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Publisher
American Medical Association
Copyright
Copyright © 2002 American Medical Association. All Rights Reserved.
ISSN
0098-7484
eISSN
1538-3598
DOI
10.1001/jama.288.12.1469
Publisher site
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Abstract

To the Editor: Dr Sulkowski and colleagues1 present a case of occupational hepatitis C virus (HCV) infection in a medical intern following a needlestick from an intravenous (IV) catheter stylet. In reviewing the occupational risk of HCV infection, they state that "HCV transmission following a single needlestick accident occurs approximately 10 times more often than HIV [human immunodeficiency virus] transmission." This estimate appears to derive from studies reported in their Table, which reported a total of 333 HCV-exposed health care workers (HCWs), 14 of whom became infected, for an overall transmission rate of 4.2%. Integrating these studies published from 1992 through 1994 with several more recent reports shows that more than 11 000 HCV-exposed HCWs have been collectively followed up in 6 countries, with increasingly consistent results (Table 1). The simple average transmission rate for all reports is 0.5%, a rate similar to that for occupational HIV transmission, and much lower than the rate that Sulkowski et al report. View LargeDownload Table. Infection Rates Among HCV−Exposed Health Care Workers* Regarding the recommended follow-up schedule, we agree that HCV RNA testing should be performed only when early detection of HCV infection would alter clinical care. Given a 0.5% average infection rate, if performed routinely, 99.5% of such tests would have negative results. Thus, selective testing of cases with a higher than average transmission risk may be an alternative strategy. Transmission risk appears to increase if the source patient is coinfected with HIV, an observation supported both by surveillance studies2,3 and anecdotal reports (including the case reported by Sulkowski et al). Also, most cases of transmission resulted from needlesticks involving hollow-bore, blood-filled needles, which represent a small proportion of all needlesticks. HCV RNA tests targeting these circumstances may be justified. Most high-risk needlesticks from conventional IV catheter stylets are preventable through the use of safety-engineered IV catheters, which have been shown to be from 83% to 95% effective in preventing needlesticks.4-6 But the use of such protective devices to reduce risk of bloodborne infection is not merely a good idea—in the United States it is the law. The Needlestick Safety and Prevention Act,7 requiring these devices, went into full effect in July 2001. Consequently, not only is the risk of infection with HCV after an occupational exposure only a small fraction of what it was initially believed to be, but the risk of being exposed to HCV by a conventional IV catheter stylet can be reduced by more than 90% by complying with US regulations requiring the use of protective IV catheters and other needle devices. References 1. Sulkowski MSRay SCThomas DL Needlestick transmission of hepatitis C. JAMA. 2002;287:2406-2413.Google Scholar 2. Serra CTorres MCampins M Riesgo laboral de infeccion por el virus de la hepatitis C despues de una exposicion accidental [in Spanish]. Medicina Clinica. 1998;111:645-649.Google Scholar 3. Campbell SRSrivastava PWilliams IAlter MCardo Dand the NaSH Surveillance Group, Hepatitis C virus infection after occupational exposure. Infect Control Hosp Epidemiol. 2000;21:107.Google Scholar 4. Jagger JBentley MBfor the Collaborative EPINet Surveillance Group, Injuries from vascular access devices: high risk and preventable. J Intraven Nurs. 1997;20(suppl 6):S33-S39.Google Scholar 5. Mendelson MHChen LBYFinkelstein LEBailey EKogan G Evaluation of a safety IV catheter (Insyte Autogard, Becton Dickinson) using the Centers for Disease Control and Prevention (CDC) National Surveillance System for Hospital Healthcare Workers database. Abstract presented at: 4th Decennial International Conference on Nosocomial and Healthcare Associated Infections; March 5-9, 2000; Atlanta, Ga. 6. Mendelson MHLin-Chen BYFinkelstein-Blond LBailey EKogan G Evaluation of a safety IV catheter (IVC) (Becton Dickinson, INSYTE AUTOGARD). Abstract presented at: 11th Annual Scientific Meeting of the Society for Healthcare Epidemiology of America; May 2001; Toronto, Ontario. 7. Not Available, Needlestick Safety and Prevention Act of 2000. Pub L No.106-430, 114 Stat 1901 (2000).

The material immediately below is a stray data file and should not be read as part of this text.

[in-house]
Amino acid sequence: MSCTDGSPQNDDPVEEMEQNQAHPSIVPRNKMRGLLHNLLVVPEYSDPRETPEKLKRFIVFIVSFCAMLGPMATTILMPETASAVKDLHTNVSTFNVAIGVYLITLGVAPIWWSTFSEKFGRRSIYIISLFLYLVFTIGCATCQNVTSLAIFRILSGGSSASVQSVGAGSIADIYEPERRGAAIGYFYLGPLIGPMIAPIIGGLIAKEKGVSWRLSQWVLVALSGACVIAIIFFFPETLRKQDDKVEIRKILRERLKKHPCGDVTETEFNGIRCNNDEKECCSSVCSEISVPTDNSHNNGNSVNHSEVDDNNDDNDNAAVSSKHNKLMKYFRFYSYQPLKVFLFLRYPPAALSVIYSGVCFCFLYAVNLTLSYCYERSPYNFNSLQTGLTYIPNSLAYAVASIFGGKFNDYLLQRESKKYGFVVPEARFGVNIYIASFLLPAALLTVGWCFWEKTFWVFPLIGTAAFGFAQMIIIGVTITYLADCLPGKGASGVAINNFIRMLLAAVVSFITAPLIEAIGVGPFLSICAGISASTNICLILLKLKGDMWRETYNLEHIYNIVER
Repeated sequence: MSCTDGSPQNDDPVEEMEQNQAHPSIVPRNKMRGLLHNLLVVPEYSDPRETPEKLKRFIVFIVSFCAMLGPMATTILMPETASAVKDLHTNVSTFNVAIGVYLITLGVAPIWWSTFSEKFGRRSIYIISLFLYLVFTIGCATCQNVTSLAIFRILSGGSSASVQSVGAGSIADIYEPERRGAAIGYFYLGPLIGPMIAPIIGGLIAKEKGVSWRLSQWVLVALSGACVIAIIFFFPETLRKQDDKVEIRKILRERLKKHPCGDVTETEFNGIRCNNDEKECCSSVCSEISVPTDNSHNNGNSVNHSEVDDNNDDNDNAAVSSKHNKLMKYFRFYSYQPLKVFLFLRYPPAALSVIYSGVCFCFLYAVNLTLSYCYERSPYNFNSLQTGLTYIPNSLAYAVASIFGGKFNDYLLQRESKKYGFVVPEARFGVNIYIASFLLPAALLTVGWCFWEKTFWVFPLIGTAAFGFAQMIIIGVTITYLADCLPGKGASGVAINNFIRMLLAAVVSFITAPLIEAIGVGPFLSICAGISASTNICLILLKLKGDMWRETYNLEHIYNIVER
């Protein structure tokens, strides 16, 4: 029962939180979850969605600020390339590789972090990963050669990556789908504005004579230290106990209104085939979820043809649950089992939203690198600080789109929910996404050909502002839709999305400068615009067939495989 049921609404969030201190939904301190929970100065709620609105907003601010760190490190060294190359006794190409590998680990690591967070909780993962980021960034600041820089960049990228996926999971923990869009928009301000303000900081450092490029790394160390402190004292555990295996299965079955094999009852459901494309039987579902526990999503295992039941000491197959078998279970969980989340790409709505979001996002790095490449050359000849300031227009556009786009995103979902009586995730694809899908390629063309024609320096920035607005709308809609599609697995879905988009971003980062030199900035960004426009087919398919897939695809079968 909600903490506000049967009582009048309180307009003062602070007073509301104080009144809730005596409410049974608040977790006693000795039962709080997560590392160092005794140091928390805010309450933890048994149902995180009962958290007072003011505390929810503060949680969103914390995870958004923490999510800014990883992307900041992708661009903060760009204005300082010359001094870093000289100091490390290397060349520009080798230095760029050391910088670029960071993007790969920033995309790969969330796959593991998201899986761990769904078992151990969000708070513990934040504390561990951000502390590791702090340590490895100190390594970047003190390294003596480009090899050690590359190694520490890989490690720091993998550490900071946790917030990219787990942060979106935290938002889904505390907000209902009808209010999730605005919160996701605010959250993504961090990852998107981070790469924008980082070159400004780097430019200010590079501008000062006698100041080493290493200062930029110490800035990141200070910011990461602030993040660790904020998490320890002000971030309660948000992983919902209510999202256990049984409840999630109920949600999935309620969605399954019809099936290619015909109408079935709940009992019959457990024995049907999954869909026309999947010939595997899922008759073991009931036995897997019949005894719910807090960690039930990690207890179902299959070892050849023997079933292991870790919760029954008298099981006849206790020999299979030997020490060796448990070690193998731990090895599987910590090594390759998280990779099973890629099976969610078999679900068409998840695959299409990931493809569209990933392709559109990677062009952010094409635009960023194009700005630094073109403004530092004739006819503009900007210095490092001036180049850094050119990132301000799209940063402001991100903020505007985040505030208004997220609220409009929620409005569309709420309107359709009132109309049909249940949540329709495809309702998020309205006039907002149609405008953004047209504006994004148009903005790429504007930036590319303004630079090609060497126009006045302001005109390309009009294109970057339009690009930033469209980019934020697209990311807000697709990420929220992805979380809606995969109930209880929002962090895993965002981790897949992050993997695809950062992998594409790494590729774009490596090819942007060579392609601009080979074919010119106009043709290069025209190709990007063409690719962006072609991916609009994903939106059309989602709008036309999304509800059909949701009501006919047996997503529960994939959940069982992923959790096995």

Journal

JAMAAmerican Medical Association

Published: Sep 25, 2002

References